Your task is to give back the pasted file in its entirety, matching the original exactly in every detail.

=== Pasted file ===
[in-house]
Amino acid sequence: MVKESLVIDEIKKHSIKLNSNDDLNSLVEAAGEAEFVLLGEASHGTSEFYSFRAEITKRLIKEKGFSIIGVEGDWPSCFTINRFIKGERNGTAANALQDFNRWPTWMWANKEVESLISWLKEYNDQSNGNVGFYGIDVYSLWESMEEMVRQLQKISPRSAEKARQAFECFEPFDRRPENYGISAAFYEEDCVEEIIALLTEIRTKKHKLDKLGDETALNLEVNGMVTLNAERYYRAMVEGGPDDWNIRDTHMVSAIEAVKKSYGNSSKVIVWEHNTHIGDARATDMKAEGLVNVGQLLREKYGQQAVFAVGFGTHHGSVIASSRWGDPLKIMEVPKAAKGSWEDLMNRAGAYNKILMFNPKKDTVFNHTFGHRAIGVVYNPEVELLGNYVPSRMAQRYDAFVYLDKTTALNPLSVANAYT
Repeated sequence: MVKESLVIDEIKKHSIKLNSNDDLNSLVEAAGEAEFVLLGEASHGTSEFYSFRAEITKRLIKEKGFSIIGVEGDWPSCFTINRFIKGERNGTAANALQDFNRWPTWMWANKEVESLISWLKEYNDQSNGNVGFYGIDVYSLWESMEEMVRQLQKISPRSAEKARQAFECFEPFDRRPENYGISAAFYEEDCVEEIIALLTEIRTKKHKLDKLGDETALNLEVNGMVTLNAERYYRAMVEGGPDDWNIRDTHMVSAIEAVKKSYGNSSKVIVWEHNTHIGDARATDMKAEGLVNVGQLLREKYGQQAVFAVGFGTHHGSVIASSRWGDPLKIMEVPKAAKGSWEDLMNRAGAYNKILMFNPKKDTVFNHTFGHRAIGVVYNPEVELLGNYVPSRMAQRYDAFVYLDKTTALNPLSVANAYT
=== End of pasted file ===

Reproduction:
[in-house]
Amino acid sequence: MVKESLVIDEIKKHSIKLNSNDDLNSLVEAAGEAEFVLLGEASHGTSEFYSFRAEITKRLIKEKGFSIIGVEGDWPSCFTINRFIKGERNGTAANALQDFNRWPTWMWANKEVESLISWLKEYNDQSNGNVGFYGIDVYSLWESMEEMVRQLQKISPRSAEKARQAFECFEPFDRRPENYGISAAFYEEDCVEEIIALLTEIRTKKHKLDKLGDETALNLEVNGMVTLNAERYYRAMVEGGPDDWNIRDTHMVSAIEAVKKSYGNSSKVIVWEHNTHIGDARATDMKAEGLVNVGQLLREKYGQQAVFAVGFGTHHGSVIASSRWGDPLKIMEVPKAAKGSWEDLMNRAGAYNKILMFNPKKDTVFNHTFGHRAIGVVYNPEVELLGNYVPSRMAQRYDAFVYLDKTTALNPLSVANAYT
Repeated sequence: MVKESLVIDEIKKHSIKLNSNDDLNSLVEAAGEAEFVLLGEASHGTSEFYSFRAEITKRLIKEKGFSIIGVEGDWPSCFTINRFIKGERNGTAANALQDFNRWPTWMWANKEVESLISWLKEYNDQSNGNVGFYGIDVYSLWESMEEMVRQLQKISPRSAEKARQAFECFEPFDRRPENYGISAAFYEEDCVEEIIALLTEIRTKKHKLDKLGDETALNLEVNGMVTLNAERYYRAMVEGGPDDWNIRDTHMVSAIEAVKKSYGNSSKVIVWEHNTHIGDARATDMKAEGLVNVGQLLREKYGQQAVFAVGFGTHHGSVIASSRWGDPLKIMEVPKAAKGSWEDLMNRAGAYNKILMFNPKKDTVFNHTFGHRAIGVVYNPEVELLGNYVPSRMAQRYDAFVYLDKTTALNPLSVANAYT